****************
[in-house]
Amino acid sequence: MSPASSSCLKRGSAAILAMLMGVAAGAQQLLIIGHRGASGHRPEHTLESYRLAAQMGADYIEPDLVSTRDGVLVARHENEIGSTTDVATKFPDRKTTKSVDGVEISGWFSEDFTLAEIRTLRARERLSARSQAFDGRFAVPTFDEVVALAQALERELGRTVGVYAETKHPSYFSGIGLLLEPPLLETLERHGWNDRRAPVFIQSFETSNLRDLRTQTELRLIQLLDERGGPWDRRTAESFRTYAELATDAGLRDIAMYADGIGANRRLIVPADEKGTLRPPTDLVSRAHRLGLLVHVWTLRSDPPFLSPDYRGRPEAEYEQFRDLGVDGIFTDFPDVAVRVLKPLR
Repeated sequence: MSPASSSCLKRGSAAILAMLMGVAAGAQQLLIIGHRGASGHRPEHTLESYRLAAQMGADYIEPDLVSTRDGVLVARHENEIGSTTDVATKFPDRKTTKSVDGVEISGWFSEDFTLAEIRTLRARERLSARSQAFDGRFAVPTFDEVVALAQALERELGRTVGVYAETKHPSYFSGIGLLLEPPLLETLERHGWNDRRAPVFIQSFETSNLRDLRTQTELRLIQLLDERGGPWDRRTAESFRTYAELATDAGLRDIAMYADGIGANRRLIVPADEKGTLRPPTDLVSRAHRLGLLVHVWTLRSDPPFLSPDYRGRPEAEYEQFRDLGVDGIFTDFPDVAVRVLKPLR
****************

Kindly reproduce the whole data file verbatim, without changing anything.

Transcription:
[in-house]
Amino acid sequence: MSPASSSCLKRGSAAILAMLMGVAAGAQQLLIIGHRGASGHRPEHTLESYRLAAQMGADYIEPDLVSTRDGVLVARHENEIGSTTDVATKFPDRKTTKSVDGVEISGWFSEDFTLAEIRTLRARERLSARSQAFDGRFAVPTFDEVVALAQALERELGRTVGVYAETKHPSYFSGIGLLLEPPLLETLERHGWNDRRAPVFIQSFETSNLRDLRTQTELRLIQLLDERGGPWDRRTAESFRTYAELATDAGLRDIAMYADGIGANRRLIVPADEKGTLRPPTDLVSRAHRLGLLVHVWTLRSDPPFLSPDYRGRPEAEYEQFRDLGVDGIFTDFPDVAVRVLKPLR
Repeated sequence: MSPASSSCLKRGSAAILAMLMGVAAGAQQLLIIGHRGASGHRPEHTLESYRLAAQMGADYIEPDLVSTRDGVLVARHENEIGSTTDVATKFPDRKTTKSVDGVEISGWFSEDFTLAEIRTLRARERLSARSQAFDGRFAVPTFDEVVALAQALERELGRTVGVYAETKHPSYFSGIGLLLEPPLLETLERHGWNDRRAPVFIQSFETSNLRDLRTQTELRLIQLLDERGGPWDRRTAESFRTYAELATDAGLRDIAMYADGIGANRRLIVPADEKGTLRPPTDLVSRAHRLGLLVHVWTLRSDPPFLSPDYRGRPEAEYEQFRDLGVDGIFTDFPDVAVRVLKPLR